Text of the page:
As GOP Pushes To Drug Test For Government Benefits, Only 1 Percent Fail Tests In Indiana

Indiana was among the states where Republicans pushed laws requiring drug tests for various government benefits in 2011, and the state GOP successfully passed a version requiring unemployed workers to undergo drug tests for unemployment benefits or to participate in the state’s job training program. Anyone who didn’t pass such a test, the law stated, was considered to have “refused an offer of suitable work.”

In the immediate wake of the laws, little evidence has emerged that they were necessary. The first round of drug tests on those participating in the job training program, in fact, yielded just a 1 percent rate of failure, the Huffington Post’s Arthur Delaney reported today:

Just 1 percent of participants in an Indiana workforce training program failed their drug tests, according to the state’s Department of Workforce Development.

The department launched its drug testing scheme last July in response to complaints from local businesses that job applicants couldn’t pass drug tests, a department spokeswoman said. But of 1,240 job applicants tested from July to December, only 13 failed the test. Three additional people refused to provide a urine sample and seven submitted urine that was too watery.

Though conservatives around the country have been pushing similar laws — Florida Gov. Rick Scott (R) signed a law requiring drug testing for recipients of welfare benefits in 2011 — and though government data suggests that those on benefits are twice as likely to use drugs as those who aren’t, outright evidence from the states has thus far yielded little evidence. In Florida, only 2 percent of welfare recipients failed the first round of tests, meaning the program isn’t likely to save much money, if any at all. If the 1 percent numbers hold up in Indiana, it isn’t likely to save a significant amount of money either, and like in Florida, the cost of the program could actually outpace the savings from it.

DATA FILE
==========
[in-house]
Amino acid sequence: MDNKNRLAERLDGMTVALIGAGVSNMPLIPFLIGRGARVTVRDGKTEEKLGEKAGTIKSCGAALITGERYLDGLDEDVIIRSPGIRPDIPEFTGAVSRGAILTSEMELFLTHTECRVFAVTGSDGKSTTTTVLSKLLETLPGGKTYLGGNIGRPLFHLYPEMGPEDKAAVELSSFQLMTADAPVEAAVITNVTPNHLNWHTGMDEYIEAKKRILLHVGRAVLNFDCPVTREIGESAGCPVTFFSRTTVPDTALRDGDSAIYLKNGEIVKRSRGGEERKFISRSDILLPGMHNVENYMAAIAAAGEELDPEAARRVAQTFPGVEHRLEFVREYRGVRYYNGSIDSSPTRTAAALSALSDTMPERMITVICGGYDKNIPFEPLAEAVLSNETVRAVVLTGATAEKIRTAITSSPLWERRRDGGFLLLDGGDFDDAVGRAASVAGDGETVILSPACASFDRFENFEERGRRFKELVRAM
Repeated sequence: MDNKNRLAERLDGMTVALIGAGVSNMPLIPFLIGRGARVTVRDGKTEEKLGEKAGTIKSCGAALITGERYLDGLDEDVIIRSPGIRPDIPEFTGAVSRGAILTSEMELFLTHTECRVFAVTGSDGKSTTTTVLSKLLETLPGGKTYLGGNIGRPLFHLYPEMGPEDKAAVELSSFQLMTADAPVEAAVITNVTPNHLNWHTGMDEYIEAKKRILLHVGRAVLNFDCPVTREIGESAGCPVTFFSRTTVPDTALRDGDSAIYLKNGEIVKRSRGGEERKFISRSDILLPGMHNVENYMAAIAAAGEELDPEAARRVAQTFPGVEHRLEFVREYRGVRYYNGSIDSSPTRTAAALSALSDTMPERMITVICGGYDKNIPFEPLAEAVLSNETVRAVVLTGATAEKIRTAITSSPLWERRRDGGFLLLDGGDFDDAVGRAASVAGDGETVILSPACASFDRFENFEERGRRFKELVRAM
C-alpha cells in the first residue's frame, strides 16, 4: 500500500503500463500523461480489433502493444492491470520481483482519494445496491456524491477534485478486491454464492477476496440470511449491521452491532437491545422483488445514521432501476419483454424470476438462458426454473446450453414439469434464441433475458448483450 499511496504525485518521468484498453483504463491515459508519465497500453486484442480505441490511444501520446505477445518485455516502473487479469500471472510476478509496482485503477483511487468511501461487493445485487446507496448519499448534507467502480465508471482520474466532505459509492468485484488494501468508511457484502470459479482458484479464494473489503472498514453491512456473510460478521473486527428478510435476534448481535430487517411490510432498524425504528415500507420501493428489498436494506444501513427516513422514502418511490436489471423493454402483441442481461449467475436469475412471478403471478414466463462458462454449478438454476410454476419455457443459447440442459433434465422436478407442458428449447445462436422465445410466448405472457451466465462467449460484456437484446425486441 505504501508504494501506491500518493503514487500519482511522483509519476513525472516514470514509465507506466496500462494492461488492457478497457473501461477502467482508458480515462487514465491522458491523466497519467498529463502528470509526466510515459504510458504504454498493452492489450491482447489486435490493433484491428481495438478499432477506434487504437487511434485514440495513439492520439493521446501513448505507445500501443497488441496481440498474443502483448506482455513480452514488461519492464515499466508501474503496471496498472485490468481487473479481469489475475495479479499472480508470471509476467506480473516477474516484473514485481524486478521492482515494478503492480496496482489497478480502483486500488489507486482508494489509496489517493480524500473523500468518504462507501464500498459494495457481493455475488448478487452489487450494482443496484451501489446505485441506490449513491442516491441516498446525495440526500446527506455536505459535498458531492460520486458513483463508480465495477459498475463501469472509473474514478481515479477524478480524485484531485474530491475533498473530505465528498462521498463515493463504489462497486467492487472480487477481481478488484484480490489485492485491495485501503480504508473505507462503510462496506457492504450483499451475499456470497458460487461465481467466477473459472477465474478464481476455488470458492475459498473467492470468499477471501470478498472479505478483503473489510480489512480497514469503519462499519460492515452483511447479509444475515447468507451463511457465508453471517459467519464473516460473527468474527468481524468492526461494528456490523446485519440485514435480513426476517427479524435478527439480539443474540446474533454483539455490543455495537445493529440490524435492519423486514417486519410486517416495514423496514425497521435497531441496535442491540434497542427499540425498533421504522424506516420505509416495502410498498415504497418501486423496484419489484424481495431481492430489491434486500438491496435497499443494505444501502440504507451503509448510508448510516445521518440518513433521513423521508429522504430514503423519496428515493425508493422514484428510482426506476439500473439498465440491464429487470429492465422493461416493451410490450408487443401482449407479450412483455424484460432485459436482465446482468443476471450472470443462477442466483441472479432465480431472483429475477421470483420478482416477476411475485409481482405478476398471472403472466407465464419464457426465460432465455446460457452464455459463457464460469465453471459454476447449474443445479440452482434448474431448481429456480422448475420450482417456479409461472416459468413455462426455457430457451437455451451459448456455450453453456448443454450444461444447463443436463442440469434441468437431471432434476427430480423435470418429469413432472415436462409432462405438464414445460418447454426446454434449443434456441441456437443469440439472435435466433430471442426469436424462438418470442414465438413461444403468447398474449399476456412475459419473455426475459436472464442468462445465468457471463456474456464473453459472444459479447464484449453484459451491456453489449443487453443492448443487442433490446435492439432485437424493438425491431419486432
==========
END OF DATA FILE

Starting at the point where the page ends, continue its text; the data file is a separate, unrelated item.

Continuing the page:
Meanwhile, should these laws face lawsuits, those challenges would likely succeed. As UCLA law professor Adam Winkler wrote after the Florida law passed, “Random-drug testing is what is known as a ‘suspicion-less search,’” and in most instances, courts have “generally frowned upon” drug testing that occurs without probable cause. “Indeed,” Winkler added, “courts have struck down policies just like the ones put in place by Florida.”